APC and CTNNB1 mutations are rare in sporadic ependymomas
Northern Institute for Cancer Research, University of Newcastle, The Medical School, Framlington Place, Newcastle-upon-Tyne NE2 4HH, UK.Cancer Genetics and Cytogenetics (Impact Factor: 1.93). 08/2006; 168(2):158-61. DOI: 10.1016/j.cancergencyto.2006.02.019
The ependymoma is the second most common malignant brain tumor of childhood; however, its molecular basis is poorly understood. The formation of multiple ependymomas has been reported as an occasional feature of Turcot syndrome type 2 (TS2), a familial cancer syndrome caused by inherited mutations of the APC tumor suppressor gene, and characterised by the concurrence of a primary CNS tumor (predominantly medulloblastoma) and multiple colorectal adenomas. APC is a critical component of the Wnt/Wingless signaling pathway, which is disrupted in sporadic cancers (e.g., colorectal adenomas, hepatocellular carcinomas, and medulloblastomas) by somatic mutations affecting multiple genes encoding alternative pathway components, including APC and CTNNB1 (encoding beta-catenin). To investigate any role for genetic disruption of the Wnt/Wingless pathway in sporadic ependymomas, we performed mutation analysis of APC and CTNNB1 in 77 primary tumors. Two synonymous APC polymorphisms (PRO1442PRO; THR1493THR) were identified, which were detected at equivalent rates in ependymomas and control nonneoplastic DNA samples (n =50); however, no further APC or CTNNB1 sequence variations were found. In summary, although inherited APC mutations may be associated with ependymoma development in certain TS2 cases, these data indicate that somatic mutations affecting APC and CTNNB1 do not play a major role in the pathogenesis of sporadic ependymomas.
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ABSTRACT: Cribriform-morular variant (C-MV) of papillary thyroid carcinoma (PTC) is a rare and unusual neoplasm composed of multiple histologic components, including cribriform, papillary, solid, tall columnar, and morular patterns. Analyses of gross C-MV of PTC lesions has linked adenomatous polyposis coli (APC) mutations to its pathogenesis; however, the extent of involvement of mutations in the development of individual components is unclear. We report on bidirectional sequencing of the mutation cluster region (codons 1032-1565) of the APC gene in individually laser-microdissected components of a previously unreported C-MV of PTC. A silent Thr1493Thr gene variant was found in all tumoral components, whereas a 5-base-pair frameshift deletion at codon 1309 was identified only in the morules. Neither variant was observed in matched normal thyroid tissue. These results show the histologic components of C-MV of PTC to have some common mutational background, although additional somatic mutations may be involved in the development of morular structures.American Journal of Clinical Pathology 01/2008; 128(6):994-1001. DOI:10.1309/YXR3PKK4TV3DJC56 · 2.51 Impact Factor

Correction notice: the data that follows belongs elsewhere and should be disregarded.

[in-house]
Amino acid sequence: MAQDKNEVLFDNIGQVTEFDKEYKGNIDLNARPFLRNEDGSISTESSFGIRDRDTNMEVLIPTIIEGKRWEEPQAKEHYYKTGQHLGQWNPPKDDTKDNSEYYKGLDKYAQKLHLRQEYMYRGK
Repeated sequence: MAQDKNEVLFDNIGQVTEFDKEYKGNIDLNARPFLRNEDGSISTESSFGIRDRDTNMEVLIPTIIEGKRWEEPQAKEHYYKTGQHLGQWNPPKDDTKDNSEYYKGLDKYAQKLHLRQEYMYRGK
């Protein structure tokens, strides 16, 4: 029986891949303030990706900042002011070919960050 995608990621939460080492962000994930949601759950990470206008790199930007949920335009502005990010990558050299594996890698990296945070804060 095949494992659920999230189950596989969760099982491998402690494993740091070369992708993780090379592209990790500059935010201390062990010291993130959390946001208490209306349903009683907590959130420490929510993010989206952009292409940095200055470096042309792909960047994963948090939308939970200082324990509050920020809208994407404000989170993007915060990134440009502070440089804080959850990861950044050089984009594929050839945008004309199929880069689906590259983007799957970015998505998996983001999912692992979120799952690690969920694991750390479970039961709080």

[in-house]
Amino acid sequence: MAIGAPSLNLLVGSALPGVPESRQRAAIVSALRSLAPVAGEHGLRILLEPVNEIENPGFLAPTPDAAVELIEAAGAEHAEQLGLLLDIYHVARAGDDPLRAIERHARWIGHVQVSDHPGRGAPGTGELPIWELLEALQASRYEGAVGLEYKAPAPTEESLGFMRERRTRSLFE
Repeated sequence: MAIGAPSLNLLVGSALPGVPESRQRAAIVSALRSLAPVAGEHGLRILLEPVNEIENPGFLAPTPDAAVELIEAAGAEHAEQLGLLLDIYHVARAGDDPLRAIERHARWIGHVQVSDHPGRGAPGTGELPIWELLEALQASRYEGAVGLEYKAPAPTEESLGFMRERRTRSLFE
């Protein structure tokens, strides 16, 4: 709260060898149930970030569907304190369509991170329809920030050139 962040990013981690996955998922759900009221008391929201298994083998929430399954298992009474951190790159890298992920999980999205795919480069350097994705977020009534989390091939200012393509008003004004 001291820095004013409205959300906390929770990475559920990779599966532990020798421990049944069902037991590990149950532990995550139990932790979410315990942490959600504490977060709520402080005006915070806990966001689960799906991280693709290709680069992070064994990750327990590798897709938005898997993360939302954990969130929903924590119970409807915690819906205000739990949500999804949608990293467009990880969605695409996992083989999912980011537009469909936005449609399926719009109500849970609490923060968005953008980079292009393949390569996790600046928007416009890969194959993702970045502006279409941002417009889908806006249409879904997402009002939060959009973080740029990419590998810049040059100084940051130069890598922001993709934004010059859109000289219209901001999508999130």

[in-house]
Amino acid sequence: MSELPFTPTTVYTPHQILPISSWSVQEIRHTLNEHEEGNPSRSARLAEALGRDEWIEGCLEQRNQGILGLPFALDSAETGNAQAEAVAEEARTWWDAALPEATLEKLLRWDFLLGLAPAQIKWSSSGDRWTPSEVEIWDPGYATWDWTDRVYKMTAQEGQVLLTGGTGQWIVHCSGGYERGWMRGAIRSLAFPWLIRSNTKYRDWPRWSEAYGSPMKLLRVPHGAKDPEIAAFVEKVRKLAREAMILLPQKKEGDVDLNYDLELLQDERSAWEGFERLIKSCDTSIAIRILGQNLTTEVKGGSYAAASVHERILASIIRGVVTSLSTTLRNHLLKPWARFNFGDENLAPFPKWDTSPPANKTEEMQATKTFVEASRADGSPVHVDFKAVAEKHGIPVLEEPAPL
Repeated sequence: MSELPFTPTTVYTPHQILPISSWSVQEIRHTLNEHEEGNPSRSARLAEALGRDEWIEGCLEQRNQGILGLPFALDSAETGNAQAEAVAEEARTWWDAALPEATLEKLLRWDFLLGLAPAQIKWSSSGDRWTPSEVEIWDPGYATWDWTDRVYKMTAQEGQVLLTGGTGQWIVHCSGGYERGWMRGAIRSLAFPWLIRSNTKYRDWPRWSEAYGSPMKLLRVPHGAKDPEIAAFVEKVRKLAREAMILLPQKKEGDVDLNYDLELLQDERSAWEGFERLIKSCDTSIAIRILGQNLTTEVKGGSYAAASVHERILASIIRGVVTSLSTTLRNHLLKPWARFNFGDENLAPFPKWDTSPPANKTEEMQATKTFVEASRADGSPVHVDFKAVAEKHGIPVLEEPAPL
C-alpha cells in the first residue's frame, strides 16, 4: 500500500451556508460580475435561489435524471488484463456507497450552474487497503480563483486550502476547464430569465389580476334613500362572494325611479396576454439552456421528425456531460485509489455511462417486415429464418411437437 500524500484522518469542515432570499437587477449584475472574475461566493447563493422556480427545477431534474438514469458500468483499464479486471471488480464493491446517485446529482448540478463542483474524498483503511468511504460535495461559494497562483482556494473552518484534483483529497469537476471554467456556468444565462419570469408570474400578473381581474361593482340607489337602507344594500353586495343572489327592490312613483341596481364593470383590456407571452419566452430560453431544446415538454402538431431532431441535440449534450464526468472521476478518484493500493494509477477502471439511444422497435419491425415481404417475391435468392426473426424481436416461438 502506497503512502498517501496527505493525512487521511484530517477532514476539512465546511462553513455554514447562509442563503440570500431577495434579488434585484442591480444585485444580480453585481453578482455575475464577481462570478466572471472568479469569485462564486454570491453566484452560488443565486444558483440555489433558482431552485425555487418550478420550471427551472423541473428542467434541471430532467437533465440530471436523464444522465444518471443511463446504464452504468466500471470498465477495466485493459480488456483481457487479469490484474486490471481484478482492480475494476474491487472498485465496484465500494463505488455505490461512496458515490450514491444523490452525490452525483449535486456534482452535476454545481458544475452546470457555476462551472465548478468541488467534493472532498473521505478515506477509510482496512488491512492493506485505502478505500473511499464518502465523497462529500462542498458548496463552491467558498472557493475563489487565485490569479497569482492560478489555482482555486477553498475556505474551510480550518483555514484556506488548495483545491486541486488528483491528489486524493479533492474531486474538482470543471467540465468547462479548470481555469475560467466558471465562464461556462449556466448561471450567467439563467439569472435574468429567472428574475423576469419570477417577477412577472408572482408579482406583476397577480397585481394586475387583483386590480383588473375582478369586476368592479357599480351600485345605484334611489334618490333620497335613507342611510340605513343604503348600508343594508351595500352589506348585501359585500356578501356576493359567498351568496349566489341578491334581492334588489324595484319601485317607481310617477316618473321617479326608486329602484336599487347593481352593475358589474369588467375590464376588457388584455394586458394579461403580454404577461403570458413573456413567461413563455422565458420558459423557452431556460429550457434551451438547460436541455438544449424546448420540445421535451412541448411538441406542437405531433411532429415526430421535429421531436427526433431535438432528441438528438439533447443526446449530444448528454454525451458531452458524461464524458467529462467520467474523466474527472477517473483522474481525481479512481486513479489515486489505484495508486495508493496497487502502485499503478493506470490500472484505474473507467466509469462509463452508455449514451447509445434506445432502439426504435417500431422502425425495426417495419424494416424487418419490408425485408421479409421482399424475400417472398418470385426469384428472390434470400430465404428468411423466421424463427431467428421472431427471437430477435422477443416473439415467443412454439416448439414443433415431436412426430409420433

Article: Ependymal Tumors[Show abstract] [Hide abstract]
ABSTRACT: Ependymomas represent a heterogeneous group of glial tumors whose biological behavior depends on various histological, molecular, and clinical variables. The scope of this chapter is to review the clinical and histo-logical features as well as the molecular genetics of ependymomas with special emphasis on their influence on tumor recurrence and prognosis. Furthermore, potential molecular targets for therapy are outlined.Recent results in cancer research. Fortschritte der Krebsforschung. Progrès dans les recherches sur le cancer 02/2009; 171:51-66. DOI:10.1007/978-3-540-31206-2_3
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ABSTRACT: Pediatric ependymomas are enigmatic tumors that continue to present a clinical management challenge despite advances in neurosurgery, neuroimaging techniques, and radiation therapy. Difficulty in predicting tumor behavior from clinical and histological factors has shifted the focus to the molecular and cellular biology of ependymoma in order to identify new correlates of disease outcome and novel therapeutic targets. This article reviews our current understanding of pediatric ependymoma biology and includes a meta-analysis of all comparative genomic hybridization (CGH) studies done on primary ependymomas to date, examining more than 300 tumors. From this meta-analysis and a review of the literature, we show that ependymomas in children exhibit a different genomic profile to those in adults and reinforce the evidence that ependymomas from different locations within the central nervous system (CNS) are distinguishable at a genomic level. Potential biological markers of prognosis in pediatric ependymoma are assessed and the ependymoma cancer stem cell hypothesis is highlighted with respect to tumor resistance and recurrence. We also discuss the shifting paradigm for treatment modalities in ependymoma that target molecular alterations in tumor-initiating cell populations.Molecular Cancer Research 07/2009; 7(6):765-86. DOI:10.1158/1541-7786.MCR-08-0584 · 4.38 Impact Factor
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